Learning to Dream: Getting Things Done with Good Shepherd Volunteers

By Haileigh Nelson-Good Shepherd Volunteers

Service Site: Family Foster Care

Haileigh Nelson was born in Corona, California. She graduated from Loyola Marymount University in 2011 as a Natural Science major. For the past 2 years, she has been working as a Good Shepherd Volunteer. She spent her first year in New York City working as an intake assistant and recreation counselor for Family Foster Care (Therapeutic Department) in the Bronx. After that, she continued her service as an international volunteer in Kuala Lumpur, Malaysia, where she is am currently serving now in a residential center for teenage girls. 

“Many people in his life have given up on him. I refused to. He taught me to dream again, no matter how crazy or far-fetched my dreams may seem.”

My AmeriCorps year has been filled with countless memories and people who have impacted my life in ways that I could have never imagined. Serving at Family Foster Care, I was challenged on a daily basis by youth who came to us with various backgrounds, and have each experienced their share of trauma. I was able to work with many of them on a one on one basis, and get to know them as people rather than as information presented in a file. Each youth was unique in their own way, and underneath the trauma was a determined, eager, resilient young person who wanted something more.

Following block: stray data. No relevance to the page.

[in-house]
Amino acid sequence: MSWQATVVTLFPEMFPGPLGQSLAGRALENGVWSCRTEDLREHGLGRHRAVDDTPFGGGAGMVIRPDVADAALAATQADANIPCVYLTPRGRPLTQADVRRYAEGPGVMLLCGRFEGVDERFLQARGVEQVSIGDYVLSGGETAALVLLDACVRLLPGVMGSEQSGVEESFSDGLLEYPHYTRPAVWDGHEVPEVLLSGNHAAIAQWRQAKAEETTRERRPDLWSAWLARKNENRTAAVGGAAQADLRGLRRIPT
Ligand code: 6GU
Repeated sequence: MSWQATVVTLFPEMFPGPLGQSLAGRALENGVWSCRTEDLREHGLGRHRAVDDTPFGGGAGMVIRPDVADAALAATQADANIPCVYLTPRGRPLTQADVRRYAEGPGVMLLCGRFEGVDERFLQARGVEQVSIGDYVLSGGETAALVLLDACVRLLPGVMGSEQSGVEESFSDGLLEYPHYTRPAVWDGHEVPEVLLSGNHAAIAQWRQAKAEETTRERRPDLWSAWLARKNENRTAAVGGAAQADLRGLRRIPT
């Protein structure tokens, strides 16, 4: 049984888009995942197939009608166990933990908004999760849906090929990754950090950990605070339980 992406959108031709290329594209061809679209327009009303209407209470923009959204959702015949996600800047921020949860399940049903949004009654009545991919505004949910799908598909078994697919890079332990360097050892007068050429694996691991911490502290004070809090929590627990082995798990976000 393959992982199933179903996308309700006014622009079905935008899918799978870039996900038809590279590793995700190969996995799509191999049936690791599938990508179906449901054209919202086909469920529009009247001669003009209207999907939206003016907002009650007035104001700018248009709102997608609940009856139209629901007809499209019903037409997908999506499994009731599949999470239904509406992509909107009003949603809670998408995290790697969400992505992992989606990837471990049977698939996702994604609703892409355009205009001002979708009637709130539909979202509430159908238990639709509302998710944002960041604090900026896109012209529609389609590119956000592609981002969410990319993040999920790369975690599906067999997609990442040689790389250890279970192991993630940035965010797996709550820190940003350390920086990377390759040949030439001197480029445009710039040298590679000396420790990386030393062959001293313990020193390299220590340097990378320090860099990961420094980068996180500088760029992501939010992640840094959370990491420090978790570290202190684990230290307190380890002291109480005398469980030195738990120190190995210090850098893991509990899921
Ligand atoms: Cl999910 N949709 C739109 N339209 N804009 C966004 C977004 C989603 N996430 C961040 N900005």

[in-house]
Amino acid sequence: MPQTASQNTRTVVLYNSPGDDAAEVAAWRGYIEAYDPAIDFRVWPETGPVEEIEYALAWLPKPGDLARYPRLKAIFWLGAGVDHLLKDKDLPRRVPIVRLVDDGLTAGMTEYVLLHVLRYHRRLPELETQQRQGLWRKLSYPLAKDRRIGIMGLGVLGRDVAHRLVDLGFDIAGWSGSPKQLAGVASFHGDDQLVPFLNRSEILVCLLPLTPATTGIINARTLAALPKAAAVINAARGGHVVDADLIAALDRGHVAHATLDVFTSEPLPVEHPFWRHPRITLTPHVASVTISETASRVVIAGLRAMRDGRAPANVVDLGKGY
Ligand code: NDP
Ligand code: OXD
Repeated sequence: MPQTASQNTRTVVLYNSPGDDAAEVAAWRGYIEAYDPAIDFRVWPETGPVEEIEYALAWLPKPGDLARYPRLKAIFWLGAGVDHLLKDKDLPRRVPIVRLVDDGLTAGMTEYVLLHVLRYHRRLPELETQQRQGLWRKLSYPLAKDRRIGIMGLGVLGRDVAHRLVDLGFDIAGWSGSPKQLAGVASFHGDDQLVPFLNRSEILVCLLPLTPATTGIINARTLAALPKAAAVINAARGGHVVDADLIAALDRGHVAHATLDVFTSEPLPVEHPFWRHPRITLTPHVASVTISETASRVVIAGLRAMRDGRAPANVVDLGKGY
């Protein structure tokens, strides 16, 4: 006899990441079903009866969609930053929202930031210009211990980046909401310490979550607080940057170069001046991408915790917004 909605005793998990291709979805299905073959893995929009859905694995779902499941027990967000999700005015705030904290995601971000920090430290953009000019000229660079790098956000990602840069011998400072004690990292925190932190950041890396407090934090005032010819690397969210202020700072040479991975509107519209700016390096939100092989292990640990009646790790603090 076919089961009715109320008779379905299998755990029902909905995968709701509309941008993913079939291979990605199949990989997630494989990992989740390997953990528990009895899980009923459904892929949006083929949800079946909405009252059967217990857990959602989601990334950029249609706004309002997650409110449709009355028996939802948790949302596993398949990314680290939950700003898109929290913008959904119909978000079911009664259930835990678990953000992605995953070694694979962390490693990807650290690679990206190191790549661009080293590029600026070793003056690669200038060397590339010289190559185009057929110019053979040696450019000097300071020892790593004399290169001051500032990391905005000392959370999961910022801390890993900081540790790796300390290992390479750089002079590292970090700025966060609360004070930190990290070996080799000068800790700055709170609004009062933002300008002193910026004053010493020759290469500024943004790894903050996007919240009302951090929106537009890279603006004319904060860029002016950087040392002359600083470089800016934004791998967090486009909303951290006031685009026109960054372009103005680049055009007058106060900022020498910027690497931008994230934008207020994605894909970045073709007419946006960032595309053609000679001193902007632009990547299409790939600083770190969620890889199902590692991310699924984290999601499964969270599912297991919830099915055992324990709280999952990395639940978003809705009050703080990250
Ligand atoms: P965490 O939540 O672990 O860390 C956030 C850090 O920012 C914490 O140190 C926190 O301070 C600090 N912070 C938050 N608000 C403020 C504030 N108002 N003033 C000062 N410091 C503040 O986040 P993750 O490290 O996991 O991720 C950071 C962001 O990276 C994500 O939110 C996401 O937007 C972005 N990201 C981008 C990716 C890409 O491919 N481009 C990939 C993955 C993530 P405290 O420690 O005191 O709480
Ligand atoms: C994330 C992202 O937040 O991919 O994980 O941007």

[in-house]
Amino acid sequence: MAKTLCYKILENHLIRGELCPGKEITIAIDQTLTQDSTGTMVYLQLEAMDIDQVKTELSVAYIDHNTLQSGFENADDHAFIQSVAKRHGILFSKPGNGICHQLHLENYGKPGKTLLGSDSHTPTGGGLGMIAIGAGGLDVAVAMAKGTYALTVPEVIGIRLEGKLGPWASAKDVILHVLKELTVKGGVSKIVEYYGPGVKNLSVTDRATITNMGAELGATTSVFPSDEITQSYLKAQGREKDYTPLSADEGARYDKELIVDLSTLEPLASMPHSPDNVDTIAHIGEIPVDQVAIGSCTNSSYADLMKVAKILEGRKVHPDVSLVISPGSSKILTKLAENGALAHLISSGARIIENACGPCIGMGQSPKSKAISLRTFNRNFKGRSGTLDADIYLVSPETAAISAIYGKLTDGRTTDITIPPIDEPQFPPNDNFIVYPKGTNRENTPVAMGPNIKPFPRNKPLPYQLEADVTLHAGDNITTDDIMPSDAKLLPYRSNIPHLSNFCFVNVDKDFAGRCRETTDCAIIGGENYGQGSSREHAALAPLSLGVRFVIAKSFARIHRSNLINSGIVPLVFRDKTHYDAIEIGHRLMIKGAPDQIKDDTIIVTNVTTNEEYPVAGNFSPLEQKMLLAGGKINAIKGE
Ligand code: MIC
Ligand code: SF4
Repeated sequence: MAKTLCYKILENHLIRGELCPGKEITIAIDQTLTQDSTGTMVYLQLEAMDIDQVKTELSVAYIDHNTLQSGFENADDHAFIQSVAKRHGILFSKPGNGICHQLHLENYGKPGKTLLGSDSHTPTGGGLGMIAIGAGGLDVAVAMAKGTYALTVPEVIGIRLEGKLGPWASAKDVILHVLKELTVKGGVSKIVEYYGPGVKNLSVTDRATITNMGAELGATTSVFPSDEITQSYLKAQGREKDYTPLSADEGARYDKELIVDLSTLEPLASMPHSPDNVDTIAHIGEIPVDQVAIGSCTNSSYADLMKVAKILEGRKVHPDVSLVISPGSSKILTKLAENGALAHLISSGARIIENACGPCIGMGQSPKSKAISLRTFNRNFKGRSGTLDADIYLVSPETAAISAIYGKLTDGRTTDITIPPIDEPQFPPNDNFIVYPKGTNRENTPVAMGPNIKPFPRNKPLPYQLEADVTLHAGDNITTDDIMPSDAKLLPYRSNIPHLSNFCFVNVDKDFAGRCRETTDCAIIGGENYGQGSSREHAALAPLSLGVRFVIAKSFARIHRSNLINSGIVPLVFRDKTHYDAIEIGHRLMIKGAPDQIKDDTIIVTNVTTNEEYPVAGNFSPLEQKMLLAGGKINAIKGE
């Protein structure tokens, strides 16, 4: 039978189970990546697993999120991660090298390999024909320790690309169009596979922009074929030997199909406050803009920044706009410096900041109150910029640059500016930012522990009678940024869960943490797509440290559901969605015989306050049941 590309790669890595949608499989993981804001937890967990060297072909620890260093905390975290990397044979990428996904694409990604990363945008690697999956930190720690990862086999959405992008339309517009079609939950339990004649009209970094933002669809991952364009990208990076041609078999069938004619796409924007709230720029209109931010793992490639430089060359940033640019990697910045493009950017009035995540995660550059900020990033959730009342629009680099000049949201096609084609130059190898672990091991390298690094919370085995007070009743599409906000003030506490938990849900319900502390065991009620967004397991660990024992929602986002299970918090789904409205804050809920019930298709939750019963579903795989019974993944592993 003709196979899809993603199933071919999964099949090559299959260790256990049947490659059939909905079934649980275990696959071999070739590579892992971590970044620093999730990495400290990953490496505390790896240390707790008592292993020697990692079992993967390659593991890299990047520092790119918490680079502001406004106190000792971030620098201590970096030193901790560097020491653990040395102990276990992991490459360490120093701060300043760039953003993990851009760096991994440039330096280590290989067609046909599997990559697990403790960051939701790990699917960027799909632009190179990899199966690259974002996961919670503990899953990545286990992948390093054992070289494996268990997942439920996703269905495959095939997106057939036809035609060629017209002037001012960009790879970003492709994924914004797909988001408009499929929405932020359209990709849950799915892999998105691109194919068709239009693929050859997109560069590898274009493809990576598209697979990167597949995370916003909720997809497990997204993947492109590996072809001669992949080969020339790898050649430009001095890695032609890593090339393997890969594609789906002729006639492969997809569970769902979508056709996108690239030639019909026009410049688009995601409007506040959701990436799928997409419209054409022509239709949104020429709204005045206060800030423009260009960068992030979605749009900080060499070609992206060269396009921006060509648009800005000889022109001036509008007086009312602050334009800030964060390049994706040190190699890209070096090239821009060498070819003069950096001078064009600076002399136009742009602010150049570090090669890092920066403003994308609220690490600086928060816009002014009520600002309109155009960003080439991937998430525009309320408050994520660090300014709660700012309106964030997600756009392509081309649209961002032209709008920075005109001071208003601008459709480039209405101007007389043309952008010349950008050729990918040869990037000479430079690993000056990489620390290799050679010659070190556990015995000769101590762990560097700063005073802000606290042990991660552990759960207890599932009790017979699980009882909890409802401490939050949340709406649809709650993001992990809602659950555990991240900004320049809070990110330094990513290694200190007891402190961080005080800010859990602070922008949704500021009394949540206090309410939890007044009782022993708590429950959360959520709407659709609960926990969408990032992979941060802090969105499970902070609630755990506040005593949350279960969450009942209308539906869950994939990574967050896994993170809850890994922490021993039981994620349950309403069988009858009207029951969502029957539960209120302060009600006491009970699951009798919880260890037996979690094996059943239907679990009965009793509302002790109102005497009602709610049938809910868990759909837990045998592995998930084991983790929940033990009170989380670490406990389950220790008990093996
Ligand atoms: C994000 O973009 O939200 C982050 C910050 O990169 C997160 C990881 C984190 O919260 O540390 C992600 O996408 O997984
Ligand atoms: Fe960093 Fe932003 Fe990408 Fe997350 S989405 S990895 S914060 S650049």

When I first met Leo, he was upset. I wasn’t sure what he was upset about, but I went over to him and introduced myself. Even with his anger, he was able to introduce himself to me, and just that simple conversation helped to calm him down. After that day, every time he came to the agency, he would come over to my desk and say hi before talking to me about his life. I partnered with Leo’s sociotherapist at the time to come up with a recreation plan for him that coincided with his behavior plan. Leo struggled a great deal with emotional management, and often times got in trouble due to this. Because I had started to build a relationship with him, I was able to use our recreational activities as an incentive for him to try to manage his emotions in a less violent manner. We were also able to use basketball, his favorite sport, as a metaphor to help him understand that consequences for aggressive behavior due to anger were similar to the consequences in basketball for committing a foul. 
As the year went on, I watched Leo grow tremendously. About halfway through the year, his sociotherapist, whom he was very connected to, left the agency. This threw him for a loop, and he was very sad when she left. He would come and sit with me and talk with me about her, expressing how much he missed her. I was glad that I could be a person that he trusted to talk to about how he was feeling concerning this particular loss. 
Leo often times would express his gratitude for me in ways that only he could. This story is my way of showing my gratitude for him. Leo taught me great patience in this year. He also taught me to never give up on someone. Many people in his life have given up on him. I refused to. He taught me to dream again, no matter how crazy or far-fetched my dreams may seem. Now, I dream big and work to make it come true. 
Thank you, Leo.

During her AmeriCorps year, Haileigh provided case management and recreational therapy to 58 youth living in Family Foster Care in Bronx, New York.

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